Locusts threaten Egypt and Sudan

by Prince Yusadolat
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By Godfrey Olukya   22-2-2013

Egypt and Sudan are treatened by an attack of desert locusts which destroy food crops and any green plant massively.

In a statement issued by by Food and agriculture organization (FAO), desert locust groups were detected in Egypt in November 2012 and initial control operations were performed. In small pockets of a large, remote area of land covering south-eastern Egypt and north-eastern Sudan egg-laying occurred in December and January 2013.

In both countries, survey by control teams from  Cairo-based FAO Commission for Controlling the Desert Locust in the Central Region (CRC) have been going on. This is part of the preventive control strategy that the CRC is implementing in the front line member countries of the Central Region, namely, Egypt, Sudan, Eritrea, Ethiopia, Saudi Arabia, Oman and Yemen.

As the current situation is creating concerns about the possibilities that these swarms can ravage agricultural lands in Egypt and Sudan, Mr. Mamoon AlAlawi, FAO Secretary of the Commission for Controlling the Desert Locust in the Central Region has said that  locusts currently present in small pockets of a large, remote area covering south-eastern Egypt and North-eastern Sudan are hopper bands, meaning that they are in early stages of their growth and can’t fly or are immature. The latter type needs timely control responses as they can fly from one location to another.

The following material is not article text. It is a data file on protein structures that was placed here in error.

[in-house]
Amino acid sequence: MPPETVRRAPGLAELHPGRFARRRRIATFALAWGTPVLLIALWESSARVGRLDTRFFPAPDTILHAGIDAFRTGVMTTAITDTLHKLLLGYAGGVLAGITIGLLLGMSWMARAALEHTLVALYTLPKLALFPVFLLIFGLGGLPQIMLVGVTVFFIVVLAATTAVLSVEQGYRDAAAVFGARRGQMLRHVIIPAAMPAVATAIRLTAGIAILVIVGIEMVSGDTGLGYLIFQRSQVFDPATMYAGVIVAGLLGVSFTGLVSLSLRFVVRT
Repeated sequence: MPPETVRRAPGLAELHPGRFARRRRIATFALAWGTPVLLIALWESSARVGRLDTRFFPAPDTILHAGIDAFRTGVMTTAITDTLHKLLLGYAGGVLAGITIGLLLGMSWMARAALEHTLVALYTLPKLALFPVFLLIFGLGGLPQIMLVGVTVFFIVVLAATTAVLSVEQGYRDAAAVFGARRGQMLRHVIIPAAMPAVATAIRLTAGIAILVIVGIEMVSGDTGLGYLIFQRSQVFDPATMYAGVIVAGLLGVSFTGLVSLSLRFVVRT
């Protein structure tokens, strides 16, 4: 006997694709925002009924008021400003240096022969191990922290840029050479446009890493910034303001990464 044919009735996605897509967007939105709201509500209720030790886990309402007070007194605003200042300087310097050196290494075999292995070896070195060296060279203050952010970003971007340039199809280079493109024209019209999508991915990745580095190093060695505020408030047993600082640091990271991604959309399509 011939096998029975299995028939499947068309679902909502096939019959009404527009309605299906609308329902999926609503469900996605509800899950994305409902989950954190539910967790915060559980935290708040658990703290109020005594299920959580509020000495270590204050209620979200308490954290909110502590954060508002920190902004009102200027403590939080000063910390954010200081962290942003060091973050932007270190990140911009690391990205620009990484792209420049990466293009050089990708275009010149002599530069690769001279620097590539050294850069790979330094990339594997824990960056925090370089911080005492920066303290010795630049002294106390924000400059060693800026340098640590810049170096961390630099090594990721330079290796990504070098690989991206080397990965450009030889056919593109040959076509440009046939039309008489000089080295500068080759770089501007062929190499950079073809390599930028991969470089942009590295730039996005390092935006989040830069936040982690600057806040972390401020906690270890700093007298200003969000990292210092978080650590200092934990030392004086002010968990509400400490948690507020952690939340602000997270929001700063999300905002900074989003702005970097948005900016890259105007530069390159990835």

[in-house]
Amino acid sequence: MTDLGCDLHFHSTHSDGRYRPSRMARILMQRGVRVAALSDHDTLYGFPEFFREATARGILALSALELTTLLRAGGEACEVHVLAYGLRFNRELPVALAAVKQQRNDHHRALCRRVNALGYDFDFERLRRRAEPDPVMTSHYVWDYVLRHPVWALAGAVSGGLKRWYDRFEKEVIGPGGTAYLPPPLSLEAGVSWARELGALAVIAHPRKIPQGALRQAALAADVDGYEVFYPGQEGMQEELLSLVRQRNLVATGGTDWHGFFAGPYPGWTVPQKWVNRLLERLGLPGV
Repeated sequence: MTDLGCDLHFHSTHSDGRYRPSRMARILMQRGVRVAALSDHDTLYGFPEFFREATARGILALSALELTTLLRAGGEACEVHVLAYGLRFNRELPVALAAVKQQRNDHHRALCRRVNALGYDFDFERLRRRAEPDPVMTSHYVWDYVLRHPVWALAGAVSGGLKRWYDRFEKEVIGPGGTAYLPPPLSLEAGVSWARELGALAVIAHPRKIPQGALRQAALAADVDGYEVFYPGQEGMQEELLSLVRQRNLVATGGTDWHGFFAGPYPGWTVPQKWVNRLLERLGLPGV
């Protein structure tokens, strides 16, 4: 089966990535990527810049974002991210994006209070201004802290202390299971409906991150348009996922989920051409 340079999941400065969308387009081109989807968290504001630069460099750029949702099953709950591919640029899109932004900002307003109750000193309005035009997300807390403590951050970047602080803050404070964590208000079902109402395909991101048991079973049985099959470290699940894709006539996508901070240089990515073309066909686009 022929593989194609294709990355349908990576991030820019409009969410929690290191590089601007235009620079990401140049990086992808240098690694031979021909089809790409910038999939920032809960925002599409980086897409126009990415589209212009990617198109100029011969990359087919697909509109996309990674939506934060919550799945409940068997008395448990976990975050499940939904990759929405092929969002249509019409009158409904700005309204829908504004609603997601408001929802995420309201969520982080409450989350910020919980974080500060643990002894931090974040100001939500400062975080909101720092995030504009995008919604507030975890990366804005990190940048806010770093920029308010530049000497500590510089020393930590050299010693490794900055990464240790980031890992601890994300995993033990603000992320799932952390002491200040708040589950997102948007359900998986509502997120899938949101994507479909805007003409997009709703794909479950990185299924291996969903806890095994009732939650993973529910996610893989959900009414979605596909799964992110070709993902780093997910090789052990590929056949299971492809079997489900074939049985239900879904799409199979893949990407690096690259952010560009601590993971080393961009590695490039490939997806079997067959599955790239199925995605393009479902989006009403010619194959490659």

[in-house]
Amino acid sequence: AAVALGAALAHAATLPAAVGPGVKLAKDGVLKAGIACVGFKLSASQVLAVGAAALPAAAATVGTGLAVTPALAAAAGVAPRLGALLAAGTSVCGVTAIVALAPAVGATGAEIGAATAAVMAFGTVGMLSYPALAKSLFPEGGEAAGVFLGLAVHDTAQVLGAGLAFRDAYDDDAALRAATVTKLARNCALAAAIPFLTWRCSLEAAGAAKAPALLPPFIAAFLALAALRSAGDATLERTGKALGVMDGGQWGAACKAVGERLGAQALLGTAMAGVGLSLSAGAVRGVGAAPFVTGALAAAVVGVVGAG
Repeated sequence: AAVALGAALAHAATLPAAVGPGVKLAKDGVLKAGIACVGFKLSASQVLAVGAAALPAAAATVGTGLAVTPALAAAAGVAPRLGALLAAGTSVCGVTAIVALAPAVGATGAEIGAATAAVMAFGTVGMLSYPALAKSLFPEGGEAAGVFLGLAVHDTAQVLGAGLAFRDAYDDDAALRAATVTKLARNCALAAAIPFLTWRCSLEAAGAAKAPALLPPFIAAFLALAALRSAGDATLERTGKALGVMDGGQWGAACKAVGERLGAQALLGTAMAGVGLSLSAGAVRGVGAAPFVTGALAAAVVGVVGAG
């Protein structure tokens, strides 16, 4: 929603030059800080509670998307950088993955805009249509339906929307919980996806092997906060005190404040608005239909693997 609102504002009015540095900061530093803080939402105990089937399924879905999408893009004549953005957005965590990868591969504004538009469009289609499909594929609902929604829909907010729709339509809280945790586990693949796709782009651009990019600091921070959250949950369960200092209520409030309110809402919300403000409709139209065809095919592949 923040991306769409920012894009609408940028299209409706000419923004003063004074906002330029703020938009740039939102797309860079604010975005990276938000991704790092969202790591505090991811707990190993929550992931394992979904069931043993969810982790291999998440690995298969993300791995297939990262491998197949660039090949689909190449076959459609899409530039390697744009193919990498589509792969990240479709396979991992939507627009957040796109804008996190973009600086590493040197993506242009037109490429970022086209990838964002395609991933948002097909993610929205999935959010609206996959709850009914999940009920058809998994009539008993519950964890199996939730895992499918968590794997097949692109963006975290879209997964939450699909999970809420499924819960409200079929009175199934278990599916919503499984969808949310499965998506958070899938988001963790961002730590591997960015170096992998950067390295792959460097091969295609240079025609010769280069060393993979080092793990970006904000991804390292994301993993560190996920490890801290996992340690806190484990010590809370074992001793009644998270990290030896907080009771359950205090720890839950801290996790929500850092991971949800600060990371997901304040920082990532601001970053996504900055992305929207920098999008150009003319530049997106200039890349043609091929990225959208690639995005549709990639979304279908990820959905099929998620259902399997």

FAO is working in partnership with the Egypt and Sudan governments to control the latest threat from desert locusts. The organization’s emergency center for locust operations based in Rome has defined the current situation as threat level.

Cairo based CRC is in close and constant contact with the General Department for Locust Affairs and Agro-aviation within the Ministry of Agriculture in Egypt, and the Plant Protection Directorate within Sudan’s Ministry of Agriculture.

FAO said that since 2006, the Commission has worked constantly to strengthen surveillance, information sharing and responses to outbreaks across the countries of the region in order to reduce the risks on agricultural production and livelihoods. The countries include  Egypt, Sudan, Djibouti, Bahrain, Eritrea, Ethiopia Iraq, Jordan, Kuwait, Lebanon, Oman, Saudi Arabia, Qatar, Syria, United Arab Emirates and Yemen.

Among activities carried out were training Ministry staff in early-detection surveillance and control methods including aerial and ground spraying and organizing joint surveys of desert locust in the breeding areas along both sides of the common border of member countries. The Commission continuously supports and provides the member countries with the necessary references and information regarding desert locust, and with research results and documentations in English and Arabic.

 

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